3.7 Combine words into a comma-separated phrase

When you want to output a character vector for humans to read (e.g., x <- c("apple", "banana", "cherry")), you probably do not want something like [1] "apple" "banana" "cherry", which is the normal way to print a vector in R. Instead, you may want a character string β€œapple, banana, and cherry”. There is a base R function paste() that you can use to concatenate a character vector into a single string, e.g., paste(x, collapse = ', '), and the output will be "apple, banana, cherry". The problems are (1) the conjunction β€œand” is missing, and (2) when the vector only contains two elements, we should not use commas (e.g., the output should be "apple and banana" instead of "apple, banana").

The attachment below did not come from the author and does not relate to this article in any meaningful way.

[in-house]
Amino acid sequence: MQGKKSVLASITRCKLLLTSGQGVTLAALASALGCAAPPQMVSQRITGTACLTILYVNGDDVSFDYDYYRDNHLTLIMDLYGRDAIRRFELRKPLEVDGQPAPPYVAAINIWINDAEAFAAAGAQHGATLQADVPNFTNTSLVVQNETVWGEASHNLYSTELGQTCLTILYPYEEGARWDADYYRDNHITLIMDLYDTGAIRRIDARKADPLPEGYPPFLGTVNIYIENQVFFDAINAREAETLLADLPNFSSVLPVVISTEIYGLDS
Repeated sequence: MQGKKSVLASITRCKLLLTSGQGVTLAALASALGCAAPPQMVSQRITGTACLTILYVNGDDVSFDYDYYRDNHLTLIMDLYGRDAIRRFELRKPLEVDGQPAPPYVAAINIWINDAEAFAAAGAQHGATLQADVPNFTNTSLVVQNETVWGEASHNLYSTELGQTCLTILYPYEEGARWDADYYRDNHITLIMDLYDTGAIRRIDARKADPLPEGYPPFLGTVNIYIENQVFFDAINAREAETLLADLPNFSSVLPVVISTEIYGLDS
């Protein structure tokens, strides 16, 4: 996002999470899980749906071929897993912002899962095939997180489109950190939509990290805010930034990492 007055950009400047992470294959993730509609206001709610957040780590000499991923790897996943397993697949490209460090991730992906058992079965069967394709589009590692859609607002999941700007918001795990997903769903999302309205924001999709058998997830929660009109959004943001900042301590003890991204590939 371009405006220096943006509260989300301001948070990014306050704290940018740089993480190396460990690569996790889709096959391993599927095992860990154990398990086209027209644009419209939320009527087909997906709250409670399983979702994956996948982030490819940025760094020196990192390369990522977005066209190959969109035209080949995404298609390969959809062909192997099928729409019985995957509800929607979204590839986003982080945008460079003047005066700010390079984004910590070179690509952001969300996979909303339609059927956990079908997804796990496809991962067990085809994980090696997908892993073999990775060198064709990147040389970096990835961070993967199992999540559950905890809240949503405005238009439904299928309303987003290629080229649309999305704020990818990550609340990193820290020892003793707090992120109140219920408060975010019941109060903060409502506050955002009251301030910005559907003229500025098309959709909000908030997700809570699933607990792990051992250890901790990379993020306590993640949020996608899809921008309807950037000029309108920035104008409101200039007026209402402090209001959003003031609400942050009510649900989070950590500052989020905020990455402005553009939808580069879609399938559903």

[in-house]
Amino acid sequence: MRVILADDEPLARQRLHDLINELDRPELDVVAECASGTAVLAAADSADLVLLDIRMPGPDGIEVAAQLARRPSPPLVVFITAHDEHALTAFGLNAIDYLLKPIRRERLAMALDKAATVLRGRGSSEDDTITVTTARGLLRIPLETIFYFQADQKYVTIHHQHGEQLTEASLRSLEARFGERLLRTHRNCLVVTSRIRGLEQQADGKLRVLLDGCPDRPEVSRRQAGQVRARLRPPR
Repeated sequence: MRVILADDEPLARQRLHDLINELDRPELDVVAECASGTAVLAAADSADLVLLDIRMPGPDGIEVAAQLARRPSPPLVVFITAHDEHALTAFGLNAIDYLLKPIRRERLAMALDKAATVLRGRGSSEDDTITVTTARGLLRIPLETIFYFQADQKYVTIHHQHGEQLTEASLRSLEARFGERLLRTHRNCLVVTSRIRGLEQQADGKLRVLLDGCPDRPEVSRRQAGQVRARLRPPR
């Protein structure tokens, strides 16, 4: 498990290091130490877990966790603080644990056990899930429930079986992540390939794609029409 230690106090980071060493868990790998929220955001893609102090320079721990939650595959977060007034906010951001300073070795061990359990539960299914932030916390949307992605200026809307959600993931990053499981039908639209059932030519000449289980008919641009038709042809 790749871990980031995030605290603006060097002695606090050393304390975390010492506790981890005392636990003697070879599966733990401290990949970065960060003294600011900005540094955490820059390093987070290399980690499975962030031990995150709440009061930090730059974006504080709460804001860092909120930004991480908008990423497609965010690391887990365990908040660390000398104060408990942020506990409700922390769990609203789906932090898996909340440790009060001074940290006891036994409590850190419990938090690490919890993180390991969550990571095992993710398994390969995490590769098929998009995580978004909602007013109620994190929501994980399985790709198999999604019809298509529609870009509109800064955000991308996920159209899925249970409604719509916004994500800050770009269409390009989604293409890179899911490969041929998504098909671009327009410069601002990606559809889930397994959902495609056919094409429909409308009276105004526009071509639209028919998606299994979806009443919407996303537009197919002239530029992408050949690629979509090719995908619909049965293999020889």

The function knitr::combine_words() can be used to concatenate words into a phrase regardless of the length of the character vector. Basically, for a single word, it will just return this word; for two words A and B, it return "A and B"; for three or more words, it returns "A, B, C, ..., Y, and Z". The function also has a few arguments that can customize the output. For example, if you want to output the words in pairs of backticks, you may use knitr::combine_words(x, before = '`').

v <- c("apple", "banana", "cherry")
## apple, banana, and cherry
knitr::combine_words(v, before = "`", after = "'")
## `apple', `banana', and `cherry'
knitr::combine_words(v, and = "")
## apple, banana, cherry
knitr::combine_words(v, sep = " / ", and = "")
## apple / banana / cherry
knitr::combine_words(v[1])  # a single word
## apple
knitr::combine_words(v[1:2])  # two words
## apple and banana
## A, B, C, D, and E

This function can be particularly handy when it is used in an inline R expression, e.g.,

This morning we had `r knitr::combine_words(v)` for breakfast.